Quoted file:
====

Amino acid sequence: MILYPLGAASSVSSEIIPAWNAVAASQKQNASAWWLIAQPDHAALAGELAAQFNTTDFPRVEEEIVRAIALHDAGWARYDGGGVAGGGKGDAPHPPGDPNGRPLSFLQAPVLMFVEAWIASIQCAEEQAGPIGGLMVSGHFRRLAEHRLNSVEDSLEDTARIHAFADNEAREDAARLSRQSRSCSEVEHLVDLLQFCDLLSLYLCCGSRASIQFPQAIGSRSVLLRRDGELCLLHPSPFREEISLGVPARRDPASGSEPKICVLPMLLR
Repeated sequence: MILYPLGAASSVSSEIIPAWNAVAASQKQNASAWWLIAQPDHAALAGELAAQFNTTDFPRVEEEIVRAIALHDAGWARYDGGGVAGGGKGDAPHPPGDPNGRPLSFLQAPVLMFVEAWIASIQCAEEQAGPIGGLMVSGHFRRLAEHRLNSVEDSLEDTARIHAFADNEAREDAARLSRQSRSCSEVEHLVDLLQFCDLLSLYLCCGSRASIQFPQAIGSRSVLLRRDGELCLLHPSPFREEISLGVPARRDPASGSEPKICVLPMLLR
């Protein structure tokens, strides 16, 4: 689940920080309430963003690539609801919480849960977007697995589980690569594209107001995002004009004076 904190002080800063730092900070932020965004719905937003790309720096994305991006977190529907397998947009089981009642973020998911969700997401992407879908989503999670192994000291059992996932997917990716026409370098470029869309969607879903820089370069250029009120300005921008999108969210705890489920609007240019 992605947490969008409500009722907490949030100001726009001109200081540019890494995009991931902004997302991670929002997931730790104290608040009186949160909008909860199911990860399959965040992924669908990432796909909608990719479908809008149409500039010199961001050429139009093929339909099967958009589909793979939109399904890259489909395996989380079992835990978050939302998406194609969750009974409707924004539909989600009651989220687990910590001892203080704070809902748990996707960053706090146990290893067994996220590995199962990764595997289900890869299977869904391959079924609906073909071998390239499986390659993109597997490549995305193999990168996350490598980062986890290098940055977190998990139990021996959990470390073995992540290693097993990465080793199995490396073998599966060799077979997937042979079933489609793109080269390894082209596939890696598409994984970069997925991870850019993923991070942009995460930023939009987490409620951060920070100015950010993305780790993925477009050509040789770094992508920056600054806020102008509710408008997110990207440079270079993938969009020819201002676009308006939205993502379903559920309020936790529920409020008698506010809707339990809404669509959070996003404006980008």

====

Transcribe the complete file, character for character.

Amino acid sequence: MILYPLGAASSVSSEIIPAWNAVAASQKQNASAWWLIAQPDHAALAGELAAQFNTTDFPRVEEEIVRAIALHDAGWARYDGGGVAGGGKGDAPHPPGDPNGRPLSFLQAPVLMFVEAWIASIQCAEEQAGPIGGLMVSGHFRRLAEHRLNSVEDSLEDTARIHAFADNEAREDAARLSRQSRSCSEVEHLVDLLQFCDLLSLYLCCGSRASIQFPQAIGSRSVLLRRDGELCLLHPSPFREEISLGVPARRDPASGSEPKICVLPMLLR
Repeated sequence: MILYPLGAASSVSSEIIPAWNAVAASQKQNASAWWLIAQPDHAALAGELAAQFNTTDFPRVEEEIVRAIALHDAGWARYDGGGVAGGGKGDAPHPPGDPNGRPLSFLQAPVLMFVEAWIASIQCAEEQAGPIGGLMVSGHFRRLAEHRLNSVEDSLEDTARIHAFADNEAREDAARLSRQSRSCSEVEHLVDLLQFCDLLSLYLCCGSRASIQFPQAIGSRSVLLRRDGELCLLHPSPFREEISLGVPARRDPASGSEPKICVLPMLLR
């Protein structure tokens, strides 16, 4: 689940920080309430963003690539609801919480849960977007697995589980690569594209107001995002004009004076 904190002080800063730092900070932020965004719905937003790309720096994305991006977190529907397998947009089981009642973020998911969700997401992407879908989503999670192994000291059992996932997917990716026409370098470029869309969607879903820089370069250029009120300005921008999108969210705890489920609007240019 992605947490969008409500009722907490949030100001726009001109200081540019890494995009991931902004997302991670929002997931730790104290608040009186949160909008909860199911990860399959965040992924669908990432796909909608990719479908809008149409500039010199961001050429139009093929339909099967958009589909793979939109399904890259489909395996989380079992835990978050939302998406194609969750009974409707924004539909989600009651989220687990910590001892203080704070809902748990996707960053706090146990290893067994996220590995199962990764595997289900890869299977869904391959079924609906073909071998390239499986390659993109597997490549995305193999990168996350490598980062986890290098940055977190998990139990021996959990470390073995992540290693097993990465080793199995490396073998599966060799077979997937042979079933489609793109080269390894082209596939890696598409994984970069997925991870850019993923991070942009995460930023939009987490409620951060920070100015950010993305780790993925477009050509040789770094992508920056600054806020102008509710408008997110990207440079270079993938969009020819201002676009308006939205993502379903559920309020936790529920409020008698506010809707339990809404669509959070996003404006980008």